Twenty-four-year-old Edward Earl Owens lived at appellant's house in Tyler with appellant, his wife, and appellant's 18-year-old son, Anthony DeWayne Mitchell. Owens and the son testified for the State. Owens had been granted immunity and the younger Mitchell had been promised 10 years' punishment, probated. From their testimony, it was clear that they were accomplice witnesses as a matter of law.

With the exception of a few minor details, their testimony was generally the same. These accomplice witnesses revealed that in the company of the appellant they left appellant's Tyler residence in the early evening hours of December 26, 1979. Appellant was driving his wife's red Firebird automobile. They had with them "a Five Shot Charter arm pistol, a 38 Special," a. 30-30 Winchester rifle, and a .12 gauge riot shotgun.

First they went to Kenneth Crawford's mobile home near Arp. While there appellant asked Crawford if he knew someone appellant could rob as he (appellant) "had to have some money."[2] When the three left Crawford, they drove to a supermarket in Arp. They abandoned robbery plans there because of the number of people in the store. They did follow two people leaving the store in a car, but abandoned that when it became apparent they were being observed from the other car.

Appellant, his son and Owens then drove to Troup and proceeded to a store there. They abandoned robbery plans there when it appeared possible someone was in the back watching events in the store.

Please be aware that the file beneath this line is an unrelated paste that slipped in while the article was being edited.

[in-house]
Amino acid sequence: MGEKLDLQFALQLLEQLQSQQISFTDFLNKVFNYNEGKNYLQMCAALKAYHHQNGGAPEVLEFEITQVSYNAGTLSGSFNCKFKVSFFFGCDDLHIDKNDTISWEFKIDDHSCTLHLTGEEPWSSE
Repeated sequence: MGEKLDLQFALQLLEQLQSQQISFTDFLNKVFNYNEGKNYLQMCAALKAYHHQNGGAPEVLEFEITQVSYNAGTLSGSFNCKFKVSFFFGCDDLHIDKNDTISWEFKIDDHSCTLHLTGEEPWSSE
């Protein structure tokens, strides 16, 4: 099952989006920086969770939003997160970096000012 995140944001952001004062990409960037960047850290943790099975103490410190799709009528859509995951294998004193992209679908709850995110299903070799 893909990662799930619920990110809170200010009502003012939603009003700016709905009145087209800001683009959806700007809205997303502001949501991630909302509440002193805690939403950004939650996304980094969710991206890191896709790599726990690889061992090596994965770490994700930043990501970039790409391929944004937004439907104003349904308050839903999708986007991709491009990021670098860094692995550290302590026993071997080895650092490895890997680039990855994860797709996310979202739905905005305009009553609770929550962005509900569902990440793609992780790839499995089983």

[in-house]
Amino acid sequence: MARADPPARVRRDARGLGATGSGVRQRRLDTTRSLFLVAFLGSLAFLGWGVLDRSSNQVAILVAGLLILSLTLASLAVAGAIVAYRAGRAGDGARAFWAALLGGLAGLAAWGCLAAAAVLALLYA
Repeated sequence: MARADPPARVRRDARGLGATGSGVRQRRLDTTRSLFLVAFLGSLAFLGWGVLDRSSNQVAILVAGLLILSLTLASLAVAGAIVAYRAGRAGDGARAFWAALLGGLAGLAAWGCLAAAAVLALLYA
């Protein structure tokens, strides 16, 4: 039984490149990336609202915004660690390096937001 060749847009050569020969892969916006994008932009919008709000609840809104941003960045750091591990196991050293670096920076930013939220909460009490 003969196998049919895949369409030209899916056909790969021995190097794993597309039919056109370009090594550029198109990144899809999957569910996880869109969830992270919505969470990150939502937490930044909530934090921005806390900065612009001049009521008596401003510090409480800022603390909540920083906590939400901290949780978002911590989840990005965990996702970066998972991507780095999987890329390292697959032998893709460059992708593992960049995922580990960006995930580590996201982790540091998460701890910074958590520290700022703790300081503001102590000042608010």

The three drove to the Kity Korner store in Troup. Appellant and Owens entered the store. The store's operator and appellant engaged in conversation about trading firearms. No trade took place. The three then drove to the fireworks stand near Troup where the deceased worked. Appellant purchased some fireworks and asked how late the stand would be open in case he had to return any of the fireworks. He was told the stand would be open all night.

According to Owens they then drove to Whitehouse where they encountered Carl Prentiss, who led them to Sam Martin's house. Owens wanted to see if Martin was still interested in his car, which he wanted to sell. According to Owens, after talking to Martin, they returned to the fireworks *805 stand near Troup.[3] The express purpose of all three men was to rob the stand's operator. The accomplice witnesses related appellant stated the operator had to be killed to keep him from identifying them.

Appellant and his son approached the stand and asked the operator for bottle rockets. Owens stayed near the car, apparently as a lookout. Appellant was armed with the .38 cal. pistol covered by a towel or cloth. As the operator, later identified as Wills, turned to get the requested fireworks, appellant shot the operator in the neck at close range and jumped over the counter. His son followed. The pistol misfired, which was a common problem with the weapon. Appellant finally shot the deceased a second time. They took a cigar box with bills and change, the deceased's wallet and car keys. When Owens asked if the "guy" was dead, the appellant replied that he should be as he had been shot between the eyes. They then drove along the Mixon Road. Appellant took the $100.00 that was in the cigar box and the change was placed in the car's console. They stopped and Owens buried the two .38 cal. Bullet hulls and appellant's son disposed of the cigar box and keys, etc. They discussed committing a robbery at a Bullard fireworks stand, but upon arrival they found the stand closed. They returned to appellant's house in Tyler where appellant washed his clothes to remove blood and the two accomplice witnesses cleaned the interior of the car.